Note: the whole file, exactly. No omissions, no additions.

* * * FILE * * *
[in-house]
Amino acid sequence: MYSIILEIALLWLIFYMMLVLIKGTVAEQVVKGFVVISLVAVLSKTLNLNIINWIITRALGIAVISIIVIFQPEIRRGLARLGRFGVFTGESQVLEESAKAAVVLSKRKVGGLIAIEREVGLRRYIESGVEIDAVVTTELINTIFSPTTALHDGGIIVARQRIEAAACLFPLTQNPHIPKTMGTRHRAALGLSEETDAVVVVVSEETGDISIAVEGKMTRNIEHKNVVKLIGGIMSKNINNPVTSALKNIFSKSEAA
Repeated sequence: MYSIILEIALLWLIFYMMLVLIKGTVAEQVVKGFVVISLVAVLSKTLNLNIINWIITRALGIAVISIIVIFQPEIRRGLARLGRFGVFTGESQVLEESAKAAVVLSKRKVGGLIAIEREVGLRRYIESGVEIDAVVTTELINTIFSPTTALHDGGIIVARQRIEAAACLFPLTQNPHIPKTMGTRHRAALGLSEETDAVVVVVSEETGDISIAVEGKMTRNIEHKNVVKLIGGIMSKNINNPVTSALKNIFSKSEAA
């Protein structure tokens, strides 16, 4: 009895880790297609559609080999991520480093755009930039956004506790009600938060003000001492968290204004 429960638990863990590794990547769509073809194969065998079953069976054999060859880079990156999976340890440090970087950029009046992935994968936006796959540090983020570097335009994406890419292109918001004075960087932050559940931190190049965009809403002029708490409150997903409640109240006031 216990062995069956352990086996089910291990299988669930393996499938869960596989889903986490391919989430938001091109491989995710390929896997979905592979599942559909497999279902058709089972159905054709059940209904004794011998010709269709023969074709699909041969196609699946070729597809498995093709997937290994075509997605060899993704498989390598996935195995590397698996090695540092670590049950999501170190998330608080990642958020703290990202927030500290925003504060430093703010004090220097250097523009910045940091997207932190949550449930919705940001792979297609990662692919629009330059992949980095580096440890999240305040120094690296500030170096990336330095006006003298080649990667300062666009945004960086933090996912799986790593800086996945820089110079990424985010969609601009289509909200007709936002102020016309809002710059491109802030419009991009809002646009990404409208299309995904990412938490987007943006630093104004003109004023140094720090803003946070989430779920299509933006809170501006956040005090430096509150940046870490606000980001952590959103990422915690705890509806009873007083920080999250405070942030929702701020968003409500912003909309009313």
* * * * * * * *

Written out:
[in-house]
Amino acid sequence: MYSIILEIALLWLIFYMMLVLIKGTVAEQVVKGFVVISLVAVLSKTLNLNIINWIITRALGIAVISIIVIFQPEIRRGLARLGRFGVFTGESQVLEESAKAAVVLSKRKVGGLIAIEREVGLRRYIESGVEIDAVVTTELINTIFSPTTALHDGGIIVARQRIEAAACLFPLTQNPHIPKTMGTRHRAALGLSEETDAVVVVVSEETGDISIAVEGKMTRNIEHKNVVKLIGGIMSKNINNPVTSALKNIFSKSEAA
Repeated sequence: MYSIILEIALLWLIFYMMLVLIKGTVAEQVVKGFVVISLVAVLSKTLNLNIINWIITRALGIAVISIIVIFQPEIRRGLARLGRFGVFTGESQVLEESAKAAVVLSKRKVGGLIAIEREVGLRRYIESGVEIDAVVTTELINTIFSPTTALHDGGIIVARQRIEAAACLFPLTQNPHIPKTMGTRHRAALGLSEETDAVVVVVSEETGDISIAVEGKMTRNIEHKNVVKLIGGIMSKNINNPVTSALKNIFSKSEAA
């Protein structure tokens, strides 16, 4: 009895880790297609559609080999991520480093755009930039956004506790009600938060003000001492968290204004 429960638990863990590794990547769509073809194969065998079953069976054999060859880079990156999976340890440090970087950029009046992935994968936006796959540090983020570097335009994406890419292109918001004075960087932050559940931190190049965009809403002029708490409150997903409640109240006031 216990062995069956352990086996089910291990299988669930393996499938869960596989889903986490391919989430938001091109491989995710390929896997979905592979599942559909497999279902058709089972159905054709059940209904004794011998010709269709023969074709699909041969196609699946070729597809498995093709997937290994075509997605060899993704498989390598996935195995590397698996090695540092670590049950999501170190998330608080990642958020703290990202927030500290925003504060430093703010004090220097250097523009910045940091997207932190949550449930919705940001792979297609990662692919629009330059992949980095580096440890999240305040120094690296500030170096990336330095006006003298080649990667300062666009945004960086933090996912799986790593800086996945820089110079990424985010969609601009289509909200007709936002102020016309809002710059491109802030419009991009809002646009990404409208299309995904990412938490987007943006630093104004003109004023140094720090803003946070989430779920299509933006809170501006956040005090430096509150940046870490606000980001952590959103990422915690705890509806009873007083920080999250405070942030929702701020968003409500912003909309009313």